RICKY GERVAIS, TOURING Back on the road after seven years. Still funny?
Ricky Gervais enters the stage after recordings of some the great (and not so great) men of history – including Winston Churchill, Martin Luther King and Adolf Hitler. And then there's a portentous introduction – are we then going to hear some deep philosophical insights tonight? Well not so much, more chatty and relaxed riffing, with some of his most personal material yet.
Gervais tells us he doesn't know why he titled his first stand-up show in seven years Humanity, as he prefers dogs and cats, and the bane of his life are people just waiting to be offended by his humour. He explains this with a long section of the show, a meta deconstruction that Stewart Lee would be proud of, gnawing away, detail by detail, to explain his craft, and how the kind of people who take to Twitter to berate him are those who confuse the subject of a gag with its target.
He had, he tells us, been accused of transphobia after his jokes at the Golden Globes about Caitlyn Jenner. He respects Jenner's belief that she was always a woman despite being born in a male body, but then delivers the knowingly provocative line: “If I say I'm a chimp, I am a chimp.” And as he cracks all the tasteless jokes he could have told at the Globes but that he wouldn't dream of saying in public, we realise he's having his cake and eating it. It's a neat trick and shows Gervais at his wind-up best.
Yet transgender issues are the least of the “I dare you to be offended” elements in the evening, with rape, his scorn for people with a nut allergy, adopting an orphan African boy so he could become his personal servant and cot death also covered. The last may sound a gag too far, but it is part of a long section prompted by Gervais having to explain all too often why he is not a parent. Psychologists would have field day, but as a mere critic I felt it overstayed its welcome, one of a few longueurs in the 90-minute show, which I saw at the Brighton Centre.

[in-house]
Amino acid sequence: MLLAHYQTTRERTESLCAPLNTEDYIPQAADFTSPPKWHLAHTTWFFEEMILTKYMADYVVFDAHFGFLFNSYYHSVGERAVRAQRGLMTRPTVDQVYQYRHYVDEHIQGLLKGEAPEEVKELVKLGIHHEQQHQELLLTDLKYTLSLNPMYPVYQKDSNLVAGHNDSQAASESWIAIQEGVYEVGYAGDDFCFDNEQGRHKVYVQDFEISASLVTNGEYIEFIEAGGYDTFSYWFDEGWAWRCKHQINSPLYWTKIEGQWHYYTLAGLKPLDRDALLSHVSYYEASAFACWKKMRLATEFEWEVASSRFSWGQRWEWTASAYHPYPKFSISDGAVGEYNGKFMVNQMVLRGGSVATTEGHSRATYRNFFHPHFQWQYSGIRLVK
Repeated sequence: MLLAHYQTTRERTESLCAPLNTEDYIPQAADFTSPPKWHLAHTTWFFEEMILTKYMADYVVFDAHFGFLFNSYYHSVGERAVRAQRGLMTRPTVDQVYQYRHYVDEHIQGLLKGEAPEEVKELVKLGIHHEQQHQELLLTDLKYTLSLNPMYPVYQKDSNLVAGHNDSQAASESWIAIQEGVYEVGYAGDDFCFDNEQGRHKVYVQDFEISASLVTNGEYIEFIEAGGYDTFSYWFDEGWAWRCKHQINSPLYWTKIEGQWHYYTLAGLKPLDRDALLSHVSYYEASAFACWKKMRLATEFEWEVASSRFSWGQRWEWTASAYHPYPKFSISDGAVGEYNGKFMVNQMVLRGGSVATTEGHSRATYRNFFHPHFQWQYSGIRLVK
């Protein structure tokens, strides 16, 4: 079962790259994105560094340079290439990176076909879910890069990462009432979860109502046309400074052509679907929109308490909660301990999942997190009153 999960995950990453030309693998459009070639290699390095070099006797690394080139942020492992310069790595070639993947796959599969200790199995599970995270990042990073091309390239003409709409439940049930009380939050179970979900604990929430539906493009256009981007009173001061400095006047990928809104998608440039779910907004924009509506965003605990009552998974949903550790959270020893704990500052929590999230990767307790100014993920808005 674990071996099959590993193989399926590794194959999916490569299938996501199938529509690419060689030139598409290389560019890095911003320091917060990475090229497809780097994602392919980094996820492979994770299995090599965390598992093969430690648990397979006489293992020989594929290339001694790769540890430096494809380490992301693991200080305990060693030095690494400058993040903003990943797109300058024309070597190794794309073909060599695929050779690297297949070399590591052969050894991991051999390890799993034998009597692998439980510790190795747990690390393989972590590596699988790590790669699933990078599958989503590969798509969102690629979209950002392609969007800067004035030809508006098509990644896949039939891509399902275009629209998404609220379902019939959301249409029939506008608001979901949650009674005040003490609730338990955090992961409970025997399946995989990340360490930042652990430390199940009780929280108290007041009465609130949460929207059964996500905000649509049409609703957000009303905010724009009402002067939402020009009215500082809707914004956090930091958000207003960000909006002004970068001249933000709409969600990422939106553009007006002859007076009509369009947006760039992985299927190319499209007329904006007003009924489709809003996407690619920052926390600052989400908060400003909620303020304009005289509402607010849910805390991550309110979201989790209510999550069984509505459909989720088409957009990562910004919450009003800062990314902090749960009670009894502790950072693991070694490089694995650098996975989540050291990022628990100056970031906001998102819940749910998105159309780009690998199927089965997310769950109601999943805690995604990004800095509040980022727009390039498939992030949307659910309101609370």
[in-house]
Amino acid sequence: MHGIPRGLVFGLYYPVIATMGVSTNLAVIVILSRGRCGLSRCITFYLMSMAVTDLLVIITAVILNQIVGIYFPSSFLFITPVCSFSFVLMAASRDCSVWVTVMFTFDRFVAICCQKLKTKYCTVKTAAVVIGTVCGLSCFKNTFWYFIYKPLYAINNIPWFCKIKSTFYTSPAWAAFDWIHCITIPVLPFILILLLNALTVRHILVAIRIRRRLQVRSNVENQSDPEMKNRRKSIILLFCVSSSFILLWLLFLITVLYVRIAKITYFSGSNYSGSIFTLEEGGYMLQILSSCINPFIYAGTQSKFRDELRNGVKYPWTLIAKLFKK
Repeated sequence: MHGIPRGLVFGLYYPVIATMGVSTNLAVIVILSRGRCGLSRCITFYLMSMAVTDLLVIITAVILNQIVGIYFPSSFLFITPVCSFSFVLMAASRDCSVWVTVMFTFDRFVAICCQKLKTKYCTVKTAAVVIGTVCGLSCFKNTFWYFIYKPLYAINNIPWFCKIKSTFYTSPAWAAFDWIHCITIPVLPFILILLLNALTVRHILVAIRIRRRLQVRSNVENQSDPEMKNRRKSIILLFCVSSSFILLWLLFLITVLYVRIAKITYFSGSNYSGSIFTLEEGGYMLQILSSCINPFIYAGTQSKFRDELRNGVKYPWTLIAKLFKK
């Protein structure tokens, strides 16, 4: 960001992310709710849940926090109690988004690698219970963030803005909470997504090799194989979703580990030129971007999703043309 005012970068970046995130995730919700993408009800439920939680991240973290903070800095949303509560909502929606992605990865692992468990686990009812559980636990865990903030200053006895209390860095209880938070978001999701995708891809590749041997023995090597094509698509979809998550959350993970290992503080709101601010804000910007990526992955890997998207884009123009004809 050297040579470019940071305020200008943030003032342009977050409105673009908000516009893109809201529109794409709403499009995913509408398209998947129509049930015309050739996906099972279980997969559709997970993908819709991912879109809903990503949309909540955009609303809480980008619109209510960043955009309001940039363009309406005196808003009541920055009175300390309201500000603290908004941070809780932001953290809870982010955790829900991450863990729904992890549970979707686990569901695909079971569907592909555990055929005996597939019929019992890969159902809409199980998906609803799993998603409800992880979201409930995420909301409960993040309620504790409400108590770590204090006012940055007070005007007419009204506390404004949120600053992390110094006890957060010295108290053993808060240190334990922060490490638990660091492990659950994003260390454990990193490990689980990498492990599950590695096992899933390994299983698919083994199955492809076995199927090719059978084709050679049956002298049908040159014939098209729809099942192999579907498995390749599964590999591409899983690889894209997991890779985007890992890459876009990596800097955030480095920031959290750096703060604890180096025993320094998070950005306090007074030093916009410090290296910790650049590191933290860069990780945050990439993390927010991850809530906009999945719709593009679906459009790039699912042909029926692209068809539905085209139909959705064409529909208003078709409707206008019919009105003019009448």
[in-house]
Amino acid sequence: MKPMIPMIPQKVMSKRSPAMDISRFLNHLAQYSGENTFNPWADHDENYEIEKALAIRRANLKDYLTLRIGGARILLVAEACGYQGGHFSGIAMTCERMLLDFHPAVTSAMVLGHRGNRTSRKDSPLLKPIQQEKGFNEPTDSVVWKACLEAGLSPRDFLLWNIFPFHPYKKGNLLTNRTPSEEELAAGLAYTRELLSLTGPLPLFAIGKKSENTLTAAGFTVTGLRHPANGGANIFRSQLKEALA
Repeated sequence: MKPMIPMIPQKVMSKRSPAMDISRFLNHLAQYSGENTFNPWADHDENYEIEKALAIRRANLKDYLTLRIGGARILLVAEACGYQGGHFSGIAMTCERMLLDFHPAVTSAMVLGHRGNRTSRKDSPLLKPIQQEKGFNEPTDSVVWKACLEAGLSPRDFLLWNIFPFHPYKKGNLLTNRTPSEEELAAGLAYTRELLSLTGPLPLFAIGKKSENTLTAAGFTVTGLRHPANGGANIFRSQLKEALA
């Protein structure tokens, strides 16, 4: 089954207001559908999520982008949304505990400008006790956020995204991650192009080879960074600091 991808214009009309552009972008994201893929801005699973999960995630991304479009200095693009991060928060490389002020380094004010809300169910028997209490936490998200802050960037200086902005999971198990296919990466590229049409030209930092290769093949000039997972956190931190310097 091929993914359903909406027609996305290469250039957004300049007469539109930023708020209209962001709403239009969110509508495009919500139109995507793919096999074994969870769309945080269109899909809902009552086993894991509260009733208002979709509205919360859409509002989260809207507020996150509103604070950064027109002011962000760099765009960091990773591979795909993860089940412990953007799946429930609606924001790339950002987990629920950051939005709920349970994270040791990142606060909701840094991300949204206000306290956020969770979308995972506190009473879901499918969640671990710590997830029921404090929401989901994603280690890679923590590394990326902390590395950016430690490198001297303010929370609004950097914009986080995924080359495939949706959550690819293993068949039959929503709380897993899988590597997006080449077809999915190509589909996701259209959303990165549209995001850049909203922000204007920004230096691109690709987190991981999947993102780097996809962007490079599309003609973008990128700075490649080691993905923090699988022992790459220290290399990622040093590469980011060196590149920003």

But there's personal stuff too, and its genuineness is striking, as Gervais's stage persona – particularly at celebrity events such as the Golden Globes – is determinedly cynical. Taking about his uncle Reginald, who sported a comically obvious wig for most of life, but which for the Gervais family became the elephant in the room, or how important joking around was in his upbringing (even to the point of mining his mother's funeral for laughs) is touching.
He ends the show (before the encore) with a section about animal cruelty. It's not often I make a note at a comedy show about animals being skinned alive for human carnivores' delectation, but Gervais just about brings it back to comedy by relating it to a story about one of his many online trolls, with whom he got into a heated Twitter debate. “I should have left it,” is the refrain here, which we know means there's another level of glorious insult coming to top the previous one. You would think by now his trolls would know better than to take him on, but they don't. It's just material for his next show.
- Ricky Gervais is touring until 19 October
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